Feeds:
Posts
Comments

Posts Tagged ‘boats’

Friday 13th April 2012 (Easter Week)

Trent & Mersey, Rode Heath to Middlewich

The next morning @coalboat posted a tweet of us still sleeping whilst he was setting off! Nice one Brian.

.3eazu.jpg

Brian McGuigan@Coalboat

@nbcornish That’s D’riculous on this frosty morn at Rode Heath. Have a good trip. http://yfrog.com/g03eazuj

What a nice way to start the day, the weather was warmer & brighter, the sun was shining.

We had taken it really easy yesterday as we had been contacted by the suppliers with regard to our drive plate problems & it seems that the particular gear boxes fitted a couple of years ago are faulty but an ongoing court case over the matter last year prevented them from telling us this when our first one failed. only on the second failure we have been told of this & have been offered a full replacement without charge. That is the good news, the bad is that we still have to get back to Aqueduct Marina with the existing one that takes its toll on the drive plate, I tried to use the gears a little as possible yesterday & decided on the same plan of action today as we had 20 locks to do. This is good practice however for handling your boat.

So, we left Rode Heath back along the Trent & Mersey, coming round to Thurlwood lock.

On to Lock 58 & watching the traffic rushing past on the M6.

A bit further on near lock 60 a horse from the stables was grazing near the lock gate.

At lock 63 I couldn’t help but notice the beautiful colour of the towels on the washing line, wonder how many washes before they fade to pale pink!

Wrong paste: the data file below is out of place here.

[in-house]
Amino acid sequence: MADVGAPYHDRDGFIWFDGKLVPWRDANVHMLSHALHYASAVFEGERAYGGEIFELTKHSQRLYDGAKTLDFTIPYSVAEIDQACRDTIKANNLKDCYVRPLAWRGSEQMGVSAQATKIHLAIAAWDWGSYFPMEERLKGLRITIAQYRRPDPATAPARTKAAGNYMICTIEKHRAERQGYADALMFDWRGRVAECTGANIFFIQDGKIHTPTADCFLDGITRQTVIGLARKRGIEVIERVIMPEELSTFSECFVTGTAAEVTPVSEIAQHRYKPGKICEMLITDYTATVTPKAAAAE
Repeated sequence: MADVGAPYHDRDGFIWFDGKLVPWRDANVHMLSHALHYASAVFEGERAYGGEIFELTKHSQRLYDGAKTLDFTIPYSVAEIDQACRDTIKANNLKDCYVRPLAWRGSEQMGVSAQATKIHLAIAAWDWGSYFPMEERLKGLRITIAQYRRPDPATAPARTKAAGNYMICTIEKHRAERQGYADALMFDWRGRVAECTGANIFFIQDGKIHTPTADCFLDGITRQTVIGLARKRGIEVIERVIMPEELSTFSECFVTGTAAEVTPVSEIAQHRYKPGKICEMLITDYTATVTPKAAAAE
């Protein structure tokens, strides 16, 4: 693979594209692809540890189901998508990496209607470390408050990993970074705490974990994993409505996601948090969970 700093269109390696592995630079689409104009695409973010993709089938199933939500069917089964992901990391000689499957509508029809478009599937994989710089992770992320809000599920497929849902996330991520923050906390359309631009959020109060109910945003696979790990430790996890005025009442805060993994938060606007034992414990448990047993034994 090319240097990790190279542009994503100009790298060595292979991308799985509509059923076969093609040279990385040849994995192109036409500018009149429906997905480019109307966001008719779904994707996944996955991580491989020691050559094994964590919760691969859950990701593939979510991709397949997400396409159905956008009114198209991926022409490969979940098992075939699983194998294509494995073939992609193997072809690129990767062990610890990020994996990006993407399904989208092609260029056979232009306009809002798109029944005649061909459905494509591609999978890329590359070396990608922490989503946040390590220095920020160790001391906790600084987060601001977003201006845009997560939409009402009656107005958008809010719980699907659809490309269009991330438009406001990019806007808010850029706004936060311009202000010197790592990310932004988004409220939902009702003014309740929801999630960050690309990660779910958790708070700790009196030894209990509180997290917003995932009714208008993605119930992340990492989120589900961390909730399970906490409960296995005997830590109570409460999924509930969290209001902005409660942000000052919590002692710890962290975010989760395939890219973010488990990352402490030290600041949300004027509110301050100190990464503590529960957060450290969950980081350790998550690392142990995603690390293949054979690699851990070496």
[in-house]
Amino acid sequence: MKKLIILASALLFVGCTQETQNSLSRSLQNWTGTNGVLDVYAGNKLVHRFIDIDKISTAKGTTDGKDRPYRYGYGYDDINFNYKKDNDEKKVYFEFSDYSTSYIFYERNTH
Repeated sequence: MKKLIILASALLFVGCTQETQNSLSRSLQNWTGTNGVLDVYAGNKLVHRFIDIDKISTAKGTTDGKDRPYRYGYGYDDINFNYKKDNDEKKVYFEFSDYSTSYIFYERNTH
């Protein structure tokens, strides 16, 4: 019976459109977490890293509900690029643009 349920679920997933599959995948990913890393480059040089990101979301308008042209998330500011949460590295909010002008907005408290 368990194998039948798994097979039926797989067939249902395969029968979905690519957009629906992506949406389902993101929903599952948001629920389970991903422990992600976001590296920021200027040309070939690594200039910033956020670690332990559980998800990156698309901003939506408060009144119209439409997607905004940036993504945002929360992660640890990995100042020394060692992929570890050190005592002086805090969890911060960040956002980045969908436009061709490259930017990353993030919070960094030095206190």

Isn’t it strange the things you notice when the sun is shining! we carried on & I was being extra careful with the amount of gear usage, The wind was minimal so it was easy to go very slow & just glide between the locks, so far so good. At lock 64 near Malkin’s Bank Golf Club BW are doing some work on one of the pair of locks.

Just before bridge 160 there was substantial ground works going on behind the boatyard, it looked like it may be the start of an extension to an existing industrial estate, but the heavy machines reminded me of  dinosaurs with the buckets waving around like giant heads & the engines roaring, yeah, I know some imagination!

We made a lunch stop at Wheelock & emptied the rubbish & wine bottles! lunch was Smoked haddock Chowder & hot baguette, lovely!

Just before bridge 65 there is a Dutch Barge style narrowboat moored, she is beautiful.

A bit further on towards Middlewich & all seemed well with the drive plate however reverse gear was getting harder to engage & disengage it literally took two hands, hmm worrying ,

however this heron looking liked he belonged to the ministry of silly walks took my mind off things for a while!

We passed the salt working getting closer to Middlewich, The lamentation of swans that we saw on the way out were still there we counted 30 in total.

We were approaching Kings lock  nice & slowly as we saw a boat coming up in the lock & as with everybody else today thought they would just come out leaving the gate open a we were only about 100yds away, again saving us gear usage, but no, they shut the gate & left the paddles up. when we past them it was obvious they didn’t have much care for others or themselves! One of the young children was poking at a manky dead duck with her fingers by the lock, then ate chips from chipper, parents unphased!